The September issue of Shooting Illustrated, on newsstands now, is packed with the latest information on self-defense revolvers, loads and shooting skills that will help you get the most out of your wheelgun. And there’s more: Shooters on a tight budget or those wanting to boost their disaster preparedness will find articles on those topics as well.

Coverage begins with the Taurus Protector Poly, a small-frame revolver with a contemporary twist. A fiberglass-reinforced nylon overmold provides a distinctive look and corrosion resistance, and the gun can still withstand the pressures generated from +P loads. “The latest revolver development is the use of polymer in the gun’s frame as a way to reduce weight and cut cost. Taurus demonstrates both of these benefits in its double-action Protector Poly, a five-shot snubby that weighs less than 16 ounces and retails for less than $350,” explains author and Shooting Illustrated Editor in Chief Adam Heggenstaller.

While the Protector Poly may be new, the .38 Spl. has served with distinction for more than a century and remains a favorite today. Ammo Editor Richard Mann tests more than a dozen of the latest loads in an effort to show how modern propellants and technological advancements in bullet construction help make one of America’s favorite personal-protection cartridges even better with age.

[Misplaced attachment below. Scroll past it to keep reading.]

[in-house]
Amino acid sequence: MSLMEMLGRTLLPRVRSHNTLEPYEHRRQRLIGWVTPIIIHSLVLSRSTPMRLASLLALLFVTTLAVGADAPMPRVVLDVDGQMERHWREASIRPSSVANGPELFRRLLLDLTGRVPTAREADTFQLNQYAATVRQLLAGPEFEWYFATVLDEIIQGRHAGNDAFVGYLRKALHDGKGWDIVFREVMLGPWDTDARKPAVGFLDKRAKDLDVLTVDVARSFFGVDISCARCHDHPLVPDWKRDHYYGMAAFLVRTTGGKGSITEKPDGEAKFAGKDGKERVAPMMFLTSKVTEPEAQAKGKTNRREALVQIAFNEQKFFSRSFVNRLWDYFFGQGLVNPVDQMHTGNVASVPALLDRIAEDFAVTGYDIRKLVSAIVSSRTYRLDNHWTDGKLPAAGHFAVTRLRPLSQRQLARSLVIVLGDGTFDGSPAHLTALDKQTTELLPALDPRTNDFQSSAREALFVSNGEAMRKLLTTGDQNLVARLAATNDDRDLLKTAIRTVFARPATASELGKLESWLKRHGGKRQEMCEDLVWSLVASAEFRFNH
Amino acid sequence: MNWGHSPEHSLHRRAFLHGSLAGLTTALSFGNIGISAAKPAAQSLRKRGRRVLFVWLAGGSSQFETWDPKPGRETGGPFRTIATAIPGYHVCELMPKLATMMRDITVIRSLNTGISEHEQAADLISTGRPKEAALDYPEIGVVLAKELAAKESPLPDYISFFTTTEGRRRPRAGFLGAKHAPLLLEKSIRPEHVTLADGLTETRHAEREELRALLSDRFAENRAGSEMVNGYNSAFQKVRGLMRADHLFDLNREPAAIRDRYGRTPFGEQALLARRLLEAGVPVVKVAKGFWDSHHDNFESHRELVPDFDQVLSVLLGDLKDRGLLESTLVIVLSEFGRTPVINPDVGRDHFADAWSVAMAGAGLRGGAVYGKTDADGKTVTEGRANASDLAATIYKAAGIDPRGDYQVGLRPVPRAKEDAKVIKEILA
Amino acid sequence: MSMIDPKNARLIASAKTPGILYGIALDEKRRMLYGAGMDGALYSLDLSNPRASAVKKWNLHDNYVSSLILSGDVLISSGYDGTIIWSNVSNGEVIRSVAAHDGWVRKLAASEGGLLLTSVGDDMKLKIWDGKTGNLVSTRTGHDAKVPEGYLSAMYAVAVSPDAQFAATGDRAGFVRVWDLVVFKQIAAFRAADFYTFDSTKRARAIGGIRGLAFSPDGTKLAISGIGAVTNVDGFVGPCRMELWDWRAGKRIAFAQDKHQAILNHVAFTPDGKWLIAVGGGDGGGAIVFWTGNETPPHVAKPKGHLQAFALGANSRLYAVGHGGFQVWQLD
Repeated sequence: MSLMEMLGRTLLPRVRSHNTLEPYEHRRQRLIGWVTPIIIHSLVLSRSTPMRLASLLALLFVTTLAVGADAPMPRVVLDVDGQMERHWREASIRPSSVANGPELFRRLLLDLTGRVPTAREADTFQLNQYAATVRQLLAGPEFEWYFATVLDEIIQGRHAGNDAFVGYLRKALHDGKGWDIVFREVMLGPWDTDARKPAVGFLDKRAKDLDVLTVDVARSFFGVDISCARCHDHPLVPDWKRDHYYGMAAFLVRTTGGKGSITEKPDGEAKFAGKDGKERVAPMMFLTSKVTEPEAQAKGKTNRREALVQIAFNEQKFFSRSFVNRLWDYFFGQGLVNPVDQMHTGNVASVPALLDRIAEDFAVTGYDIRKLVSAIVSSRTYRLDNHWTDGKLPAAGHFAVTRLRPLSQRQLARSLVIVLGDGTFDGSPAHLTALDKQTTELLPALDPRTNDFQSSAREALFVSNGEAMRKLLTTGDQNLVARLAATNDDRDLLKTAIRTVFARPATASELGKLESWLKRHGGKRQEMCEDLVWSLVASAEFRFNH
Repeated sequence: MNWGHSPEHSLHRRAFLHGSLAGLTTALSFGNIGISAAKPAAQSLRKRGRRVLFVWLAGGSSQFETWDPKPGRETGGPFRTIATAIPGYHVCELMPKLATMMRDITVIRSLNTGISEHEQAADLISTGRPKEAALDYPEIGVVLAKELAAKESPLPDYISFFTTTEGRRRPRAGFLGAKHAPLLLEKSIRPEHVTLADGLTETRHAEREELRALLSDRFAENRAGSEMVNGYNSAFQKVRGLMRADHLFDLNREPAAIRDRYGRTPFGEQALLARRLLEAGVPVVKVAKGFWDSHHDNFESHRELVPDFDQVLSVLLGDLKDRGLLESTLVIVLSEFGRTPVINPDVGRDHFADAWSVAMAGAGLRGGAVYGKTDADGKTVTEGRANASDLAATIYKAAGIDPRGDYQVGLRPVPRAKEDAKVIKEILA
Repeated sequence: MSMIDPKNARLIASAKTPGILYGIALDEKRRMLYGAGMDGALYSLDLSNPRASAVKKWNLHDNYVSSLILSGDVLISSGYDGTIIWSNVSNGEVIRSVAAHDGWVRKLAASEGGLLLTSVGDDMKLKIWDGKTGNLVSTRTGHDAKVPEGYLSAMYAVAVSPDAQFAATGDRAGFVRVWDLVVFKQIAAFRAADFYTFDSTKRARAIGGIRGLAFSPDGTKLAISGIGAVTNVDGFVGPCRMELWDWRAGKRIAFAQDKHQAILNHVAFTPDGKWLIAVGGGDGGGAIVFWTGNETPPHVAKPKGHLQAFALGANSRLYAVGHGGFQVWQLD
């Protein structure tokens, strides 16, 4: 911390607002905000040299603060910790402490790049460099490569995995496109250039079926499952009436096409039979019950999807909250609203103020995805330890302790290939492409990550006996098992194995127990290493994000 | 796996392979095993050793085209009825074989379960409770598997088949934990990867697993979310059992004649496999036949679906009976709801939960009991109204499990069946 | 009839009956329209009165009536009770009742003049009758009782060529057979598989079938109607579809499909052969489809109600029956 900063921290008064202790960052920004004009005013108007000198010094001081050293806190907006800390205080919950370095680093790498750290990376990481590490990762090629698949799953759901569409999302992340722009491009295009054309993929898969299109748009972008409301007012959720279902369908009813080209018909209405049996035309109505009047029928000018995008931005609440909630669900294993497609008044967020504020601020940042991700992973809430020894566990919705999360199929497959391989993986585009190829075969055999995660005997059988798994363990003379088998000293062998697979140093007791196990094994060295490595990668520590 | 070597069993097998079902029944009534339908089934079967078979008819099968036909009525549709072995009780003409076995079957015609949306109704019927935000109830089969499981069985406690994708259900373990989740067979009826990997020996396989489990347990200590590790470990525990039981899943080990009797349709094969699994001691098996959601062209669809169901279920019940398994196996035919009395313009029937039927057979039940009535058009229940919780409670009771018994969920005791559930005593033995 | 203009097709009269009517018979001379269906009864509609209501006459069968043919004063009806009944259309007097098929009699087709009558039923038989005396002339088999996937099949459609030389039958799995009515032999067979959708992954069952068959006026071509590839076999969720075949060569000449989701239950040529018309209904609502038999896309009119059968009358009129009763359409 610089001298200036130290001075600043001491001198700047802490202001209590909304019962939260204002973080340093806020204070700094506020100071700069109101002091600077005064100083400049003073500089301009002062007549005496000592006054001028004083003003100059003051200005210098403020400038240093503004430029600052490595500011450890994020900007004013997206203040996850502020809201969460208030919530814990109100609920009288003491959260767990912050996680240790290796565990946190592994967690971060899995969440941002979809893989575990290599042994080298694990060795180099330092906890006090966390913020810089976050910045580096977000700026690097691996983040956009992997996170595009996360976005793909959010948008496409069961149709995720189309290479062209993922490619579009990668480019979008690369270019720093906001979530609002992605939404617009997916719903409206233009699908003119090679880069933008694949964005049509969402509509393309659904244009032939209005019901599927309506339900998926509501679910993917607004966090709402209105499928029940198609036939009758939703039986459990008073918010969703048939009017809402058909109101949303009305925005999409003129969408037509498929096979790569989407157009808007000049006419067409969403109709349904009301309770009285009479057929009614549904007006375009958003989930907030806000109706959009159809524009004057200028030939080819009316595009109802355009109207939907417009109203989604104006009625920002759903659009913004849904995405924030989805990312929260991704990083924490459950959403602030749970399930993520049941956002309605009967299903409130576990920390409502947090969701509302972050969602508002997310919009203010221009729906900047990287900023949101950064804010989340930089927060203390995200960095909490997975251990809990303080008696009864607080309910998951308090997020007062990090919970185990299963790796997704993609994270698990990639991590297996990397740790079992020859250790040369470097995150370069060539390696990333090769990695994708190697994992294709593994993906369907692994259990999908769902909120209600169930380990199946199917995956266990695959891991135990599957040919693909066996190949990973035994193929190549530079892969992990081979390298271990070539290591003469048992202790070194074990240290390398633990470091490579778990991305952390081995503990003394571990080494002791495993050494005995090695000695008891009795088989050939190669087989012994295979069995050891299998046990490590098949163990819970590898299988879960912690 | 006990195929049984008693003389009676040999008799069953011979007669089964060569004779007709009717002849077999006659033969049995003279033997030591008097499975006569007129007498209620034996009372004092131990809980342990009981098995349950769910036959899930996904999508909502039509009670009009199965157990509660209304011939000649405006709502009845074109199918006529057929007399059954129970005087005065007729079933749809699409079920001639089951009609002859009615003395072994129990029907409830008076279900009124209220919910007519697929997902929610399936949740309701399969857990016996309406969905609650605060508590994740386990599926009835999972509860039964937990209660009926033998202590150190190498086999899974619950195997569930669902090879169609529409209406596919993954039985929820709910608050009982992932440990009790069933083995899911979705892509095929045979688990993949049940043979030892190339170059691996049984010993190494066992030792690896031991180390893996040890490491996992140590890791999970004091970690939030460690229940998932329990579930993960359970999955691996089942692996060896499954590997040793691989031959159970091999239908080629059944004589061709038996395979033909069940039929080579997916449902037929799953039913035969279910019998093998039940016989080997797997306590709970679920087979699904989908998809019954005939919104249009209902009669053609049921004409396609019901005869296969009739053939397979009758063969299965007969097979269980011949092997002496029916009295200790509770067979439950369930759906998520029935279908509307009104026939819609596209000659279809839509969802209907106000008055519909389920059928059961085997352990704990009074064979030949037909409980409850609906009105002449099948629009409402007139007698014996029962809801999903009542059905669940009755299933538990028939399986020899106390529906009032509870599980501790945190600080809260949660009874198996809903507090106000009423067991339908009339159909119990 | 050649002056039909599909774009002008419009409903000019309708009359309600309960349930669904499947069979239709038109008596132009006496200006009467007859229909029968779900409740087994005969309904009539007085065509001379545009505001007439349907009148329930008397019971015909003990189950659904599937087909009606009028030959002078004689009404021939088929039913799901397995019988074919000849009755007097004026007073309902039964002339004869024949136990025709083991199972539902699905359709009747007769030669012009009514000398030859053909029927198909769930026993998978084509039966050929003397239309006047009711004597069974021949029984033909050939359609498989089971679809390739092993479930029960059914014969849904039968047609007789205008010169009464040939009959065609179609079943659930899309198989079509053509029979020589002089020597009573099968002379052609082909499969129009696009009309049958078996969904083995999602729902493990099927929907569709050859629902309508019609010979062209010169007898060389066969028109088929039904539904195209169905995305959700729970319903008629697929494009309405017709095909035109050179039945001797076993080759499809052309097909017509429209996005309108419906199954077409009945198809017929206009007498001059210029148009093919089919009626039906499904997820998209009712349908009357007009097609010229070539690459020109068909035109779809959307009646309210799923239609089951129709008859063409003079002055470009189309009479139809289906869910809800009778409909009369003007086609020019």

Of course, having a cutting-edge snubby stoked with premium self-defense fodder isn’t all you need to defend yourself. Jorge Amselle examines fundamental techniques to effectively grip, shoot and reload your trusty revolver. He also stresses the importance of learning to use it in conjunction with a handheld light.

You do have a tactical flashlight, don’t you? If not, Shooting Illustrated makes it easier for you to stretch your dollars even further by offering an assortment of 50 products—ranging from clothing, concealed-carry gear, firearm accessories, shop essentials and survival tools—all for less than $50.

Survival tools will likely be at the top of your list, because in the wake of a natural or man-made disaster, bugging out may not be an option. Thankfully, Guy J. Sagi draws from his many years of search-and-rescue work to detail some simple preparations to help you survive in place if the next hurricane, earthquake or terrorist attack sets its sights squarely on you.

Look for these articles and more in the September issue of Shooting Illustrated, The Definitive Source for the Modern Shooter, at a newsstand near you. You can also subscribe by calling (877) 223-3840.

For more information: visit www.ShootingIllustrated.com, call Editor in Chief Adam Heggenstaller at (703) 267-1392 or e-mail aheggenstaller@nrahq.org.

Image courtesy Shooting Illustrated

What's Your Reaction?

Like
Like Love Haha Wow Sad Angry
  • Bob

    Leave it to SI to come up with the goods for everything you need to enjoy shooting, outdoors, or survive in the event of disaster. I have been a subscriber for years and have learned much. They have firearms, clothing, bug out, shelter in place and anything else a thinking person should know. I think they could add a C in front of SI, because another name for them could be Common Sense Illustrated.